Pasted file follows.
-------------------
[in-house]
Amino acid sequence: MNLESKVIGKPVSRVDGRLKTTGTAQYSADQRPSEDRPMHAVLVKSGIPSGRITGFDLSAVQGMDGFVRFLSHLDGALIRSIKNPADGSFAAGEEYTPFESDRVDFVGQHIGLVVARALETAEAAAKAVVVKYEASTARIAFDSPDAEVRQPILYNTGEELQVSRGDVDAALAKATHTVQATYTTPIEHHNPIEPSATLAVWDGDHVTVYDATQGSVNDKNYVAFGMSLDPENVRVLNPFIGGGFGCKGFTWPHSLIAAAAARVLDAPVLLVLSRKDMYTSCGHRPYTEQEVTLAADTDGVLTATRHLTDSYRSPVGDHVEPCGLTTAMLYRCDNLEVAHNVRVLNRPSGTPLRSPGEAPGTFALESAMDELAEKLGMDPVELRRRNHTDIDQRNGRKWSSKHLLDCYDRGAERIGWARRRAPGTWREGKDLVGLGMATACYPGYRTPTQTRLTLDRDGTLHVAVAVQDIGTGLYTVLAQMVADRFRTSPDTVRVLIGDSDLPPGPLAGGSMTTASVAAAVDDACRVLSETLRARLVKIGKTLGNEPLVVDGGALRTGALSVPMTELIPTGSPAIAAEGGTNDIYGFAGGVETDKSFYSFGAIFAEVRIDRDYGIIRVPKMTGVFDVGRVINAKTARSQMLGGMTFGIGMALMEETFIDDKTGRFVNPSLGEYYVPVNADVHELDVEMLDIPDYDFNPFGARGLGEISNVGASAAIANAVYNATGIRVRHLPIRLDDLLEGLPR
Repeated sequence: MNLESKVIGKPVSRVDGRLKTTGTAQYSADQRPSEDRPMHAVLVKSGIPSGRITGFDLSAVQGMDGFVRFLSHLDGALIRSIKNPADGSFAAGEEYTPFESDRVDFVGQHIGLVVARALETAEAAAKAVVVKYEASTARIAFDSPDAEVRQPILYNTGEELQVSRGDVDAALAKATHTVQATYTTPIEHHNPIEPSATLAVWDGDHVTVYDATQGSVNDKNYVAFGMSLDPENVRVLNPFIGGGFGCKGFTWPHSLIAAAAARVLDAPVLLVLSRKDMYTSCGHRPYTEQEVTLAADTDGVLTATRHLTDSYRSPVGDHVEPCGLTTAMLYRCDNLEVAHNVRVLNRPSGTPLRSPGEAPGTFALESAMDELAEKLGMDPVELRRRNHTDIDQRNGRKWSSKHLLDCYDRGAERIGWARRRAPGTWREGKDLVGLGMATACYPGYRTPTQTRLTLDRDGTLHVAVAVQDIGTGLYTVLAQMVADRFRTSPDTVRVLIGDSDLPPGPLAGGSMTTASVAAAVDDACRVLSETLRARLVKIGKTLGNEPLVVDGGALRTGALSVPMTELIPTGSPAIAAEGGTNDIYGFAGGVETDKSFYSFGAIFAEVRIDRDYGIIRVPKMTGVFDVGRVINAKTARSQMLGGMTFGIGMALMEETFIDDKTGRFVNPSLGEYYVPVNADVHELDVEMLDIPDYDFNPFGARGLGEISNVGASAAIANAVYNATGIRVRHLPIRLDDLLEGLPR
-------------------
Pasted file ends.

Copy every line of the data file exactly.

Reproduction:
[in-house]
Amino acid sequence: MNLESKVIGKPVSRVDGRLKTTGTAQYSADQRPSEDRPMHAVLVKSGIPSGRITGFDLSAVQGMDGFVRFLSHLDGALIRSIKNPADGSFAAGEEYTPFESDRVDFVGQHIGLVVARALETAEAAAKAVVVKYEASTARIAFDSPDAEVRQPILYNTGEELQVSRGDVDAALAKATHTVQATYTTPIEHHNPIEPSATLAVWDGDHVTVYDATQGSVNDKNYVAFGMSLDPENVRVLNPFIGGGFGCKGFTWPHSLIAAAAARVLDAPVLLVLSRKDMYTSCGHRPYTEQEVTLAADTDGVLTATRHLTDSYRSPVGDHVEPCGLTTAMLYRCDNLEVAHNVRVLNRPSGTPLRSPGEAPGTFALESAMDELAEKLGMDPVELRRRNHTDIDQRNGRKWSSKHLLDCYDRGAERIGWARRRAPGTWREGKDLVGLGMATACYPGYRTPTQTRLTLDRDGTLHVAVAVQDIGTGLYTVLAQMVADRFRTSPDTVRVLIGDSDLPPGPLAGGSMTTASVAAAVDDACRVLSETLRARLVKIGKTLGNEPLVVDGGALRTGALSVPMTELIPTGSPAIAAEGGTNDIYGFAGGVETDKSFYSFGAIFAEVRIDRDYGIIRVPKMTGVFDVGRVINAKTARSQMLGGMTFGIGMALMEETFIDDKTGRFVNPSLGEYYVPVNADVHELDVEMLDIPDYDFNPFGARGLGEISNVGASAAIANAVYNATGIRVRHLPIRLDDLLEGLPR
Repeated sequence: MNLESKVIGKPVSRVDGRLKTTGTAQYSADQRPSEDRPMHAVLVKSGIPSGRITGFDLSAVQGMDGFVRFLSHLDGALIRSIKNPADGSFAAGEEYTPFESDRVDFVGQHIGLVVARALETAEAAAKAVVVKYEASTARIAFDSPDAEVRQPILYNTGEELQVSRGDVDAALAKATHTVQATYTTPIEHHNPIEPSATLAVWDGDHVTVYDATQGSVNDKNYVAFGMSLDPENVRVLNPFIGGGFGCKGFTWPHSLIAAAAARVLDAPVLLVLSRKDMYTSCGHRPYTEQEVTLAADTDGVLTATRHLTDSYRSPVGDHVEPCGLTTAMLYRCDNLEVAHNVRVLNRPSGTPLRSPGEAPGTFALESAMDELAEKLGMDPVELRRRNHTDIDQRNGRKWSSKHLLDCYDRGAERIGWARRRAPGTWREGKDLVGLGMATACYPGYRTPTQTRLTLDRDGTLHVAVAVQDIGTGLYTVLAQMVADRFRTSPDTVRVLIGDSDLPPGPLAGGSMTTASVAAAVDDACRVLSETLRARLVKIGKTLGNEPLVVDGGALRTGALSVPMTELIPTGSPAIAAEGGTNDIYGFAGGVETDKSFYSFGAIFAEVRIDRDYGIIRVPKMTGVFDVGRVINAKTARSQMLGGMTFGIGMALMEETFIDDKTGRFVNPSLGEYYVPVNADVHELDVEMLDIPDYDFNPFGARGLGEISNVGASAAIANAVYNATGIRVRHLPIRLDDLLEGLPR